Aa
A
A
Close
Avatar universal
high initial TSH then "normal thyroid profile"
I am a 47 yr old  female, went to Dr. with high heart rate and palpitations and several episodes of panic attacks. Heart in great shape and blood tests CBC, Chem 7 all normal.  She suspected a thyroid problem and performed a TSH which came back 7.5. I then had a thryoid profile test done  which came back "normal" . Why would the first TSH show a high TSH and then two days later TSH come back in normal range? Should I get tested somewhere else?
T4Free 1.15
T3 119.4
TSH 2.43
Two of my sisters diagnosed with Hashimoto and my mom has hypo, Dad had Graves. I appreciate any insight.
Thanks
Cancel
4 Answers
Page 1 of 1
Avatar universal
TSH is both very volatile and a very poor indicator of thyroid status.  It can vary as much as 70% just depending on the time of day the blood was drawn.  It's at best a screening test in the absence of symptoms.

Do you have the ranges on your FT4 and TT3?  Ranges vary lab to lab and have to come from your own lab report.

Any other symptoms?  Fatigue?  Weight gain?  Depression?  Etc?
Comment
Cancel
Comment
Avatar universal
Comment
Comment
Comment
Post Comment
Avatar universal
Ranges are:
T4Free-.6-1.7 NG/DL
T3- 60-181 NG/DL
TSH,BLD,QN
Other symptoms are weight loss, intestinal discomfort, bloating but not fatigue or depression.
Thanks the TSH information is very helpful.
Comment
Cancel
Comment
Avatar universal
Comment
Comment
Comment
Post Comment
Avatar universal
Your FT4 is "perfect".  You don't get much more "midrange" than you are.  TT3 is a little on the low side, although given that you are not on meds, it doesn't bother "me" a bit.  TT3 is considered an obsolete test.  It's been replaced by FREE T3 (FT3), which tells the amount of T3 in the blood actually available to cells.  Next time around, you should request that instead.

Since you have autoimmune thyroid disease in your family history, it might be a good idea to have antibody testing to see if you might be in the early stages of either Hashi's or Graves'.  These are simple, relatively inexpensive blood tests.  TSI (thyroid stimulating immunoglobulin) is the definitive test for Graves, and TPOab (thyroid peroxidase antibody) and TGab (thyroglobulin antibody) are the markers for Hashi's.  Antibodies can be present for years before labs go out of range and/or symptoms appear.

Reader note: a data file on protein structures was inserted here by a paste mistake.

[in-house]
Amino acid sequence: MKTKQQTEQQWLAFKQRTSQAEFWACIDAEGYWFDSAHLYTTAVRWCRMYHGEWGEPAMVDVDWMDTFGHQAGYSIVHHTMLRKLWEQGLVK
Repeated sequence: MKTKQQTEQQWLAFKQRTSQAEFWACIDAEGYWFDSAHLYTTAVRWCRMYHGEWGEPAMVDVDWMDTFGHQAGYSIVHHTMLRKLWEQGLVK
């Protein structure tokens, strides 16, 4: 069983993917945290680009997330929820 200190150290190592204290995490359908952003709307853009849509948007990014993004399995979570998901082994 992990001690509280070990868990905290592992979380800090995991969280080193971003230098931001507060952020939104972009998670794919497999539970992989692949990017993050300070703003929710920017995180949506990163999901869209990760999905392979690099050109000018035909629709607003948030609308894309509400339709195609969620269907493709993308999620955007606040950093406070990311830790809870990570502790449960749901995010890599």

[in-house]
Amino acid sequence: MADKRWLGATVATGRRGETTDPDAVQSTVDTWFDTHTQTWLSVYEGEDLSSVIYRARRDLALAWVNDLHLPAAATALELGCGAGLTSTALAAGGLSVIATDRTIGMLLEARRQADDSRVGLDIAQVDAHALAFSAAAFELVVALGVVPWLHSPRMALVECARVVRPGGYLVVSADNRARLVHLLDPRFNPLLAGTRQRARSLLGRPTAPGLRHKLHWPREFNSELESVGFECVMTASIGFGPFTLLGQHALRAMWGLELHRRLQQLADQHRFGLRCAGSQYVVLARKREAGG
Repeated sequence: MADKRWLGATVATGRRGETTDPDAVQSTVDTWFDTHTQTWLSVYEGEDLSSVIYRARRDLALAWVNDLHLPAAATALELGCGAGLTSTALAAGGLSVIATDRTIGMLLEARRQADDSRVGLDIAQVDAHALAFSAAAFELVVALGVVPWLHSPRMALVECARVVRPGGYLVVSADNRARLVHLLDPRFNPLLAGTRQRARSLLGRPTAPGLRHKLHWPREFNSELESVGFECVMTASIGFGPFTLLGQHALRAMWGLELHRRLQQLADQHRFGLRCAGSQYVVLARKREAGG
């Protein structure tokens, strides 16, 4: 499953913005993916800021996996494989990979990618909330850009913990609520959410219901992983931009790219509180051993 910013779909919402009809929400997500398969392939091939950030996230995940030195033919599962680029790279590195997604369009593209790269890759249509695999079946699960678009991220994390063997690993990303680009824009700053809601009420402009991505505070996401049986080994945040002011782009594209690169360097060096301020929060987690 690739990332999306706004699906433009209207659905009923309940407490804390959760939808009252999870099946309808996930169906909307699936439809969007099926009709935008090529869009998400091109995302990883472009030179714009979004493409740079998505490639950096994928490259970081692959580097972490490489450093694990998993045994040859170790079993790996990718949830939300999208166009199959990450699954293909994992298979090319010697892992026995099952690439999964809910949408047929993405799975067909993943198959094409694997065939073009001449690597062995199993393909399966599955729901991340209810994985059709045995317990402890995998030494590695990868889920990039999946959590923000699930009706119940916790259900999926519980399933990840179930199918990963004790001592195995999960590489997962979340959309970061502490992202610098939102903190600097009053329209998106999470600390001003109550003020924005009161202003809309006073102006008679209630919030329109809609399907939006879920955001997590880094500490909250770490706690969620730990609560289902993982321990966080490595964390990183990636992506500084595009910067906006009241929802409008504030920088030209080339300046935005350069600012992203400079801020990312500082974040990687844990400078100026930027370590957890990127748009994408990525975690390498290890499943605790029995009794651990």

Comment
Cancel
Comment
Avatar universal
Comment
Comment
Comment
Post Comment
Avatar universal
Thank you, this information is extremely helpful! I am scheduled to see my doctor again on Monday and will ask for the TSI, TPOab and TGab. Thanks again for your prompt, helpful and educational response!
Comment
Cancel
Comment
Avatar universal
Comment
Comment
Comment
Post Comment
Your Answer
Avatar universal
Answer
Do you know how to answer? Tap here to leave your answer...
Answer
Answer
Post Answer
A
A
Blank
Weight Tracker
Weight Tracker
Start Tracking Now
Thyroid Disorders Community Resources
RSS Expert Activity
233488 tn?1310696703
Blank
Marathon Running Done Over Many Yea...
05/15 by John C Hagan III, MD, FACS, FAAOBlank
233488 tn?1310696703
Blank
New Article on Multifocal IOL vs &q...
05/15 by John C Hagan III, MD, FACS, FAAOBlank
748543 tn?1463449675
Blank
TMJ/TMJ The Connection Between Teet...
01/15 by Hamidreza Nassery , DMD, FICOI, FAGD, FICCMOBlank
Top Thyroid Answerers
649848 tn?1474485941
Blank
FL
Avatar universal
Blank
MI
Avatar universal
Blank
Sisters, OR
Avatar universal
Blank
657231 tn?1453836403
Blank
Northern, NJ
Avatar universal
Blank
Calicut, India